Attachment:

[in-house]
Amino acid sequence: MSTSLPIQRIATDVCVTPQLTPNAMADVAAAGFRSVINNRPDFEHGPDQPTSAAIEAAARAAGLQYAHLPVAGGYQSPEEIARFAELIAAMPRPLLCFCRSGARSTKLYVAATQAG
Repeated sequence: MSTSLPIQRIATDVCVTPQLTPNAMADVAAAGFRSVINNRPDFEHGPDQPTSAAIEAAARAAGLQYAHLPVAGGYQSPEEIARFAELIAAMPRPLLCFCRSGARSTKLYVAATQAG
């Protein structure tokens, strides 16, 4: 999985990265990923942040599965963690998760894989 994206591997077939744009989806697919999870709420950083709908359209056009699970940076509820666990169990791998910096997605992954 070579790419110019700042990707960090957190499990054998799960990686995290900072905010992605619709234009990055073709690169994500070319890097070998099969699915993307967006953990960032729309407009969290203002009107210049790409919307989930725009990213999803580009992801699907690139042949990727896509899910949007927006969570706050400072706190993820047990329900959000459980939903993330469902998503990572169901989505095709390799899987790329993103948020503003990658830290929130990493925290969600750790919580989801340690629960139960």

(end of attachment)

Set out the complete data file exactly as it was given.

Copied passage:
[in-house]
Amino acid sequence: MSTSLPIQRIATDVCVTPQLTPNAMADVAAAGFRSVINNRPDFEHGPDQPTSAAIEAAARAAGLQYAHLPVAGGYQSPEEIARFAELIAAMPRPLLCFCRSGARSTKLYVAATQAG
Repeated sequence: MSTSLPIQRIATDVCVTPQLTPNAMADVAAAGFRSVINNRPDFEHGPDQPTSAAIEAAARAAGLQYAHLPVAGGYQSPEEIARFAELIAAMPRPLLCFCRSGARSTKLYVAATQAG
């Protein structure tokens, strides 16, 4: 999985990265990923942040599965963690998760894989 994206591997077939744009989806697919999870709420950083709908359209056009699970940076509820666990169990791998910096997605992954 070579790419110019700042990707960090957190499990054998799960990686995290900072905010992605619709234009990055073709690169994500070319890097070998099969699915993307967006953990960032729309407009969290203002009107210049790409919307989930725009990213999803580009992801699907690139042949990727896509899910949007927006969570706050400072706190993820047990329900959000459980939903993330469902998503990572169901989505095709390799899987790329993103948020503003990658830290929130990493925290969600750790919580989801340690629960139960």